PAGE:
Femininity is a set of attributes and roles associated with girls and women. Femininity is constructed, but made up of both socially-defined and biologically-created factors; this makes it distinct from the definition of the biological female sex, as both males and females can exhibit feminine traits. Traits traditionally cited as feminine include gentleness and sensitivity, though traits associated with femininity vary depending on location and context, are influenced by a variety of social and cultural factors. Tara Williams has suggested that modern notions of femininity in English speaking society began during the English medieval period at the time of the bubonic plague in the 1300s. Women in the Early Middle Ages were referred to within their traditional roles of maiden, wife, or widow. After the Black Death in England wiped out half the population, traditional gender roles of wife and mother changed, opportunities opened up for women in society. Prudence Allen has traced; the words femininity and womanhood are first recorded in Chaucer around 1380.
In 1949, French intellectual Simone de Beauvoir wrote that "no biological, psychological or economic fate determines the figure that the human female presents in society" and "one is not born, but rather becomes, a woman," an idea, picked up in 1959 by Canadian-American sociologist Erving Goffman and in 1990 by American philosopher Judith Butler, who theorized that gender is not fixed or inherent but is rather a defined set of practices and traits that have, over time, grown to become labelled as feminine or masculine. Goffman argued that women are socialized to present themselves as "precious and fragile, uninstructed in and ill-suited for anything requiring muscular exertion" and to project "shyness, reserve and a display of frailty and incompetence."Second-wave feminists, influenced by de Beauvoir, believed that although biological differences between females and males were innate, the concepts of femininity and masculinity had been culturally constructed, with traits such as passivity and tenderness assigned to women and aggression and intelligence assigned to men.
Girls, second-wave feminists said, were socialized with toys, games and school into conforming to feminine values and behaviours. In her significant 1963 book The Feminine Mystique, American feminist Betty Friedan wrote that the key to women's subjugation lay in the social construction of femininity as childlike and dependent, called for a "drastic reshaping of the cultural image of femininity." While the defining characteristics of femininity are not universally identical, some patterns exist: gentleness, sensitivity, sweetness, tolerance, nurturance and succorance are traits that have traditionally been cited as feminine. Femininity is sometimes linked with sexual appeal. Sexual passiveness, or sexual receptivity, is sometimes considered feminine while sexual assertiveness and sexual desire is sometimes considered masculine. People who exhibit a combination of both masculine and feminine characteristics are considered androgynous, feminist philosophers have argued that gender ambiguity may blur gender classification.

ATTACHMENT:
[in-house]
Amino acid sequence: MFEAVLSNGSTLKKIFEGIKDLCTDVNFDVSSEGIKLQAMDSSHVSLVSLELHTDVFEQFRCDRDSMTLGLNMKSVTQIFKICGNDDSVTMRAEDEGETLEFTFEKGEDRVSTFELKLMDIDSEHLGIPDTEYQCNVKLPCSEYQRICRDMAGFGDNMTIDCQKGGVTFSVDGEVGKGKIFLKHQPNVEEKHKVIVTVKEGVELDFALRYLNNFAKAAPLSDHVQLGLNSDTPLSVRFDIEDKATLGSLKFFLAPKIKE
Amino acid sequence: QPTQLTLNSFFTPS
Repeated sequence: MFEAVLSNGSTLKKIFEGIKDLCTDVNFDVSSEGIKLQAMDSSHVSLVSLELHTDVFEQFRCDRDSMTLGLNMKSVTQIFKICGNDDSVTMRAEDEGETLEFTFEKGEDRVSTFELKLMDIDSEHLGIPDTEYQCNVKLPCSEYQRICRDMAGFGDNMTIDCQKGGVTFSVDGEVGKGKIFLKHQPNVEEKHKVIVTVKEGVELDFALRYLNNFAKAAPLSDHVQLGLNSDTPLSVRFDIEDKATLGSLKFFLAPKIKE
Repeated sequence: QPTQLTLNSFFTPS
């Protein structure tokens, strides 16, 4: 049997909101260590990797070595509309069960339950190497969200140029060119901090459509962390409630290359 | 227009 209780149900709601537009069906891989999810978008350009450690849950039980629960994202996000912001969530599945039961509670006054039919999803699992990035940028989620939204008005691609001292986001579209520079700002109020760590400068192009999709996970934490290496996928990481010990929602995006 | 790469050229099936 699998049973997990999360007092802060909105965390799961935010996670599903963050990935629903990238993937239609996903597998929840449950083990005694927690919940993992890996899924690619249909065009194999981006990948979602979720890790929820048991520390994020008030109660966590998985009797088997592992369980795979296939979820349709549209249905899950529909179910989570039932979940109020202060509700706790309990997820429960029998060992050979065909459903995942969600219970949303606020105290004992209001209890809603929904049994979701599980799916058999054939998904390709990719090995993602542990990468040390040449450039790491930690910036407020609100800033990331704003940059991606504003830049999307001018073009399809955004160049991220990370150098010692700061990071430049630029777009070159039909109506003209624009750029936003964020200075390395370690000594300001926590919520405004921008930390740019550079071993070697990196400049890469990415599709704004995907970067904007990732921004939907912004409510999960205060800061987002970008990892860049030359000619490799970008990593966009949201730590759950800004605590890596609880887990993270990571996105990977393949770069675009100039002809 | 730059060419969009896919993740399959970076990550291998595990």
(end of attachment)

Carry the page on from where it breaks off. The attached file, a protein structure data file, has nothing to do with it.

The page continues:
Modern conceptualizations of femininity rely not just upon social constructions, but upon the individualized choices made by women. Ann Oakley's sex/gender dichotomy has had a considerable influence on sociologists defining masculine and feminine behavior as regulated and reproduced in our society, as well as the power structures relating to the concepts. An ongoing debate with regards to sex and psychology concerns the extent to which gender identity and gender-specific behavior is due to socialization versus inborn factors. According to Diane F. Halpern, both factors play a role, but the relative importance of each must still be investigated; the nature versus nurture question, for example, is extensively debated and is continually revitalized by new research findings. Some hold that feminine identity is a'given' and a goal to be sought. In 1959, researchers such as John Money and Anke Erhardt proposed the prenatal hormone theory, their research argues that sexual organs bathe the embryo with hormones in the womb, resulting in the birth of an individual with a distinctively male or female brain.
This theory, has been criticized on theoretical and empirical grounds and remains controversial. In 2005, scientific research investigating sex and psychology showed that gender expectations and stereotype threat affect behavior, a person's gender identity can develop as early as three years of age. Money argued that gender identity is formed during a child's first three years. Mary Vetterling-Braggin argues that all characteristics associated with femininity arose from early human sexual encounters which were male-forced and female-unwilling, because of male and female anatomical differences. Others, such as Carole Pateman, Ria Kloppenborg, Wouter J. Hanegraaff, argue that the definition of femininity is the result of how females must behave in order to maintain a patriarchal social system. In his 1998 book Masculinity and Femininity: the Taboo Dimension of National Cultures, Dutch psychologist and researcher Geert Hofstede wrote that only behaviors directly connected with procreation can speaking, be described as feminine or masculine, yet every society worldwide recognizes many additional behaviors as more suitable to females than males, vice versa.
He describes these as relativ